Finally, the rule greatly expands the Electronic Export Information (EEI) filing requirements for exports to China, Russia and Venezuela. EEI is a set of data about an export that must be filed prior to export in a database maintained by the U.S. Census Bureau and U.S. Customs and Border Protection. Currently, U.S. exporters do not need to file EEI for shipments valued under $2,500 (unless an export license is required for those shipments) and do not need to report the Export Control Classification Number(s) (ECCN) for such shipments if they are exporting only items subject to anti-terrorism controls. The new rule will require all U.S. exporters to file EEI for virtually all exports to China, Russia or Venezuela regardless of the value of the shipment. In addition, even if no license is required to ship an item to those destinations, the EEI filing must include the correct ECCN regardless of reason for control.

In its guidance on the new rule, BIS cautions that companies will now need to undertake substantially increased due diligence with respect to end users and end uses of their items in China. BIS states that this rule change was prompted in part by the “widespread civil-military integration” of state-owned and nominally civilian commercial companies in China. In this regard, the new rule echoes the comments of Assistant Secretary of State Christopher Ford and other administration officials who have warned of the threat to U.S. national security from a Chinese government policy of “civil-military fusion.” In this regard, the latest rule change can be seen as another piece of the administration’s “whole of government” response to perceived national security threats from China.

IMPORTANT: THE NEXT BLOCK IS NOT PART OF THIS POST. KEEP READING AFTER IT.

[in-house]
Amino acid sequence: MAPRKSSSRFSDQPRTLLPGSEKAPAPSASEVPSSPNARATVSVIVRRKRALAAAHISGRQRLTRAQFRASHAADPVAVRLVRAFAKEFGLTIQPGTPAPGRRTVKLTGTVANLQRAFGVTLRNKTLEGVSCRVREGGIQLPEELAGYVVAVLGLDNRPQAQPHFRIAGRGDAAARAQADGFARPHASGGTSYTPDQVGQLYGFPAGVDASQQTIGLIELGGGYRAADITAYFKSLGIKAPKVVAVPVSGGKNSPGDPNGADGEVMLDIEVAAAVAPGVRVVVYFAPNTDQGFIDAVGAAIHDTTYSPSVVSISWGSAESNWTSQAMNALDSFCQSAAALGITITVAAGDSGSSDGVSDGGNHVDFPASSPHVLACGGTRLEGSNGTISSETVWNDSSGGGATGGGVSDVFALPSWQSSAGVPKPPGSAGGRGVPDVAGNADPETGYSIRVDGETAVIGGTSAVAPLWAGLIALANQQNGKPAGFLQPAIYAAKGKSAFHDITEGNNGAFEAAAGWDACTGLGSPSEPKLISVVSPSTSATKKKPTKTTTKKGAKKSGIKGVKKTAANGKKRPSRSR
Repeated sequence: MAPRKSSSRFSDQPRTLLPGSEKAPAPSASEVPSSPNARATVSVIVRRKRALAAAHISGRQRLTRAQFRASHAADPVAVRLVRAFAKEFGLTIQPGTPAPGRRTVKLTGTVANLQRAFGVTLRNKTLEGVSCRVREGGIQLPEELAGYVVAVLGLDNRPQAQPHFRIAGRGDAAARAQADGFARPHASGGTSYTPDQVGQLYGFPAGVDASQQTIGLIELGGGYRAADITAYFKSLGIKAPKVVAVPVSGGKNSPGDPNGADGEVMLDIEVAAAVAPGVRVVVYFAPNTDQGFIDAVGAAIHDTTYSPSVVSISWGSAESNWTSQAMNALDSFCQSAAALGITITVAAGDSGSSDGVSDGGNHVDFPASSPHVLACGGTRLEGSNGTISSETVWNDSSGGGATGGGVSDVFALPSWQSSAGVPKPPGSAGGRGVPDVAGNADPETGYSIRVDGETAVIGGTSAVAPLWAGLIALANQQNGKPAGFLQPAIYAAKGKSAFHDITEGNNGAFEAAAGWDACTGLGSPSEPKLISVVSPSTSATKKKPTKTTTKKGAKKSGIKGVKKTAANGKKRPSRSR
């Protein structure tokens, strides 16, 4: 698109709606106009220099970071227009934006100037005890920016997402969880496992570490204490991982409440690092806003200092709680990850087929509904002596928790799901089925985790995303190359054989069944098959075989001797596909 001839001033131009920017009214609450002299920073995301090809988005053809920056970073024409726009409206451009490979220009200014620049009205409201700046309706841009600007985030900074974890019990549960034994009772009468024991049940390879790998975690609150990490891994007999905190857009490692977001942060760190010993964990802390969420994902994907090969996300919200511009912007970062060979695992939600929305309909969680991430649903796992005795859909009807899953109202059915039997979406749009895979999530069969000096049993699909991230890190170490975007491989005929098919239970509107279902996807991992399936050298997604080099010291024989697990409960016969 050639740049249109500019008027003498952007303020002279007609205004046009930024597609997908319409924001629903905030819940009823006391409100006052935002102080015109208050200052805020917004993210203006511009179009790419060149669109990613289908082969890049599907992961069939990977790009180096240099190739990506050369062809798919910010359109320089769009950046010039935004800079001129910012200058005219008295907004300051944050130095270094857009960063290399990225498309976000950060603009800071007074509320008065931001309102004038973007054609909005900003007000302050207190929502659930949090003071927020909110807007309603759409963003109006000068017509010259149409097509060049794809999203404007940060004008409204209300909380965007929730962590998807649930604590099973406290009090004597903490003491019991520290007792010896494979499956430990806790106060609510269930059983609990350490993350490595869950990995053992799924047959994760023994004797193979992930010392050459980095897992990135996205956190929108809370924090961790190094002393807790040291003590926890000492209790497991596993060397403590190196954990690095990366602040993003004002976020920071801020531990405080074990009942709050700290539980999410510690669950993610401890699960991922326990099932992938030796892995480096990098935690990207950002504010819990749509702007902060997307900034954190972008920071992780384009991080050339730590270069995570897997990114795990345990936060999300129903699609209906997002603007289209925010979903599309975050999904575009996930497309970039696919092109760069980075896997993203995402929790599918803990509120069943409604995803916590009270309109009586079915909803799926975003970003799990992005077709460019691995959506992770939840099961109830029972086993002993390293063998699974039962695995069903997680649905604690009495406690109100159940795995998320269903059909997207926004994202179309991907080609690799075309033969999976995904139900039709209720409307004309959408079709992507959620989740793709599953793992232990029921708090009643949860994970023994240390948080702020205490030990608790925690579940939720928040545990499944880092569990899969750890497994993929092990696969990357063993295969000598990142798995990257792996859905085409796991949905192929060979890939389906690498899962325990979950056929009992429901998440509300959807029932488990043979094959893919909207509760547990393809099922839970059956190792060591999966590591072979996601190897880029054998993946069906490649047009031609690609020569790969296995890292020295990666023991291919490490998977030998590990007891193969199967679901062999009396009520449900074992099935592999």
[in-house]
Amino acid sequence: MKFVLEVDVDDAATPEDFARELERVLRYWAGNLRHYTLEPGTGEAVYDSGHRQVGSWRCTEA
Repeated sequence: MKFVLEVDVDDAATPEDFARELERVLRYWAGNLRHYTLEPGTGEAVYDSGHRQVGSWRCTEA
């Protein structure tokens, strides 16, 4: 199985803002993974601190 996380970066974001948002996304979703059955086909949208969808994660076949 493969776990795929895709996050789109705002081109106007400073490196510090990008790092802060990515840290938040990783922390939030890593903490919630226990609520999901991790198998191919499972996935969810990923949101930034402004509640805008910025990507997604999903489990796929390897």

Proposal to Limit Reexports of U.S. Technology From Third Countries to China

Currently, License Exception Additional Permissive Reexports (APR) authorizes the export from a third country (i.e., a reexport) of items that were originally exported to that third country from the United States or that are otherwise subject to U.S. export controls. Generally speaking, such reexports have been permitted without a license from BIS where they do not involve activities like missile development and where they are made pursuant to an export authorization from a country that is part of the Wassenaar Arrangement on Export Controls for Conventional Arms and Dual-Use Goods and Technologies.

BIS is now proposing to restrict the use of License Exception APR if a reexport involves China or another Country Group D:1 country. According to BIS, its proposal was prompted by “variations in how the United States and its partners . . . perceive the threat caused by the increasing integration of civilian and military technology development in countries of concern” such as China. BIS explains that it has seen cases where a trading partner government may approve a license for the reexport of a U.S.-origin item to China that BIS would have denied if that same item had been exported directly to China from the United States. Comments on the BIS proposal are due by June 29, 2020. The proposed rule is currently expected to be implemented later this year.

DISCLAIMER: Because of the generality of this update, the information provided herein may not be applicable in all situations and should not be acted upon without specific legal advice based on particular situations.